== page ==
continued Graduation rate
The graduation rate for 2012 was up to 86.7. For the coming school year, it’s projected to be 89.9.
“This is a highly desirable trend and one much more in keeping with the expectations of the Liverpool school district and community,” Johns said. “The district needs to keep a very close eye on this figure to ensure that adequate measures are being taken particularly to keep the at-risk students in school, thriving in that environment, and graduating with a clear future.”
Johns lamented the decision to close the FOCUS program, an alternative high school aimed at keeping at-risk kids in school.
“I saw this program as the first line of defense for Liverpool High School in curbing a very unacceptable dropout rate [2009 State Education Department calculation of 19 percent],” Johns said. “It is important to note that without the FOCUS program, Liverpool High School will have to be much more resourceful in their internal efforts to stem the phenomenon of dropping out.”
It was budget concerns that forced the closing of the FOCUS program, and budget concerns that marked many heated debates during board meetings throughout the school year. Indeed, Johns called the entire process “grueling,” citing declining revenues conflicting with the drive to maintain staff, services and reserves.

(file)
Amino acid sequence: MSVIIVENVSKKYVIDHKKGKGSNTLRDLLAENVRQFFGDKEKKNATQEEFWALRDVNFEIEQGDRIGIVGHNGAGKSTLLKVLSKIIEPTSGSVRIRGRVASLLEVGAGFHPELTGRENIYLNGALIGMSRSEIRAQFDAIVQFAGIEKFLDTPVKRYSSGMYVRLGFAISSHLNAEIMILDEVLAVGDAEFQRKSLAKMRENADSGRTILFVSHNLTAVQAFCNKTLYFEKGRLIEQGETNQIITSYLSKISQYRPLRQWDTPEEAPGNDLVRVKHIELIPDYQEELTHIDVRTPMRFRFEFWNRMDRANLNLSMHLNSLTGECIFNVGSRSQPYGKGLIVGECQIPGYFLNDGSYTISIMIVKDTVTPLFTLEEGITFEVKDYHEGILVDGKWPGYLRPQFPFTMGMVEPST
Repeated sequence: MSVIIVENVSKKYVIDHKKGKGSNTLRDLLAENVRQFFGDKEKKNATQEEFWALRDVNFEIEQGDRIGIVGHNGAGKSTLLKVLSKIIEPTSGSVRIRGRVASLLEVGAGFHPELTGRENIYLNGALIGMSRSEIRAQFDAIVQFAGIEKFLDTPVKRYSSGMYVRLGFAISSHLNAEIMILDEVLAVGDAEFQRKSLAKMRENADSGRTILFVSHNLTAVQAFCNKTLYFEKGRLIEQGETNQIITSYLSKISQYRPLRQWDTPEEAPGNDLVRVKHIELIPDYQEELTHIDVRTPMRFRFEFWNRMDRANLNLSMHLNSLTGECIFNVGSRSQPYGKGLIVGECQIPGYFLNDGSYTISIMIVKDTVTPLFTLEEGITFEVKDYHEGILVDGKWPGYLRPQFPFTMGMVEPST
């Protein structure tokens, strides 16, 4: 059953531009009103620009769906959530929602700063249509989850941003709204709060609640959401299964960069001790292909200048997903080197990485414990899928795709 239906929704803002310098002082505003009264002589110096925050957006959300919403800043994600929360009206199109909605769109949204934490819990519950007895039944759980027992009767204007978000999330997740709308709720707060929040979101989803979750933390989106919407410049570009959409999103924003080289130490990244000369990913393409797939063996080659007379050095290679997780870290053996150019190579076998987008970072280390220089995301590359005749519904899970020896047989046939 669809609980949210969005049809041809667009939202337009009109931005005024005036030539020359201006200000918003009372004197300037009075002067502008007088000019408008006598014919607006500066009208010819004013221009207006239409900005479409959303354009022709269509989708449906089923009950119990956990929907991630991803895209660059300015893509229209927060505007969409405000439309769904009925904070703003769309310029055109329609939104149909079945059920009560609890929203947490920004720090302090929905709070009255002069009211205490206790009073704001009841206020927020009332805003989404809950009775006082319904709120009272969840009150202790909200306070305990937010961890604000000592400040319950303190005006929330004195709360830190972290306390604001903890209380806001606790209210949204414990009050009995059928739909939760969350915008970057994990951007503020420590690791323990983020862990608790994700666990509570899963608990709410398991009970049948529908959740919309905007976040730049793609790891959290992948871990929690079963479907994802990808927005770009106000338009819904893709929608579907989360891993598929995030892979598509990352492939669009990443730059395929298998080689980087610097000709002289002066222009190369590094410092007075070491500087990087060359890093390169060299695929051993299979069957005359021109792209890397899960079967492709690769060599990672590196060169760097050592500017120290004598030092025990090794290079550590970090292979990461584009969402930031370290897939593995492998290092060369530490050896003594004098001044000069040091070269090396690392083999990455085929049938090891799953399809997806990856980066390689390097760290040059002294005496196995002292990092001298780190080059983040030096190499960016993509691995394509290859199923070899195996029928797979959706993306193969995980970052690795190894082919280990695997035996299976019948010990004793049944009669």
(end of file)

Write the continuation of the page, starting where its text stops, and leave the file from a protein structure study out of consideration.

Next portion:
“Efforts must be made to remove some of the acrimony associated with dwindling district resources,” he said.
From 2000 to 2010, enrollment in the Liverpool Central School District declined by more than 2,000 students, a significant shift that has led the district to consider redistricting in the very near future. Fortunately, Johns said, in the last year, that rate has slowed considerably; in 2011-12, enrollment did go down, but by a modest 1 percent.
“We are now able to make personnel and faculty decisions in a much less hectic mode than previously,” he said.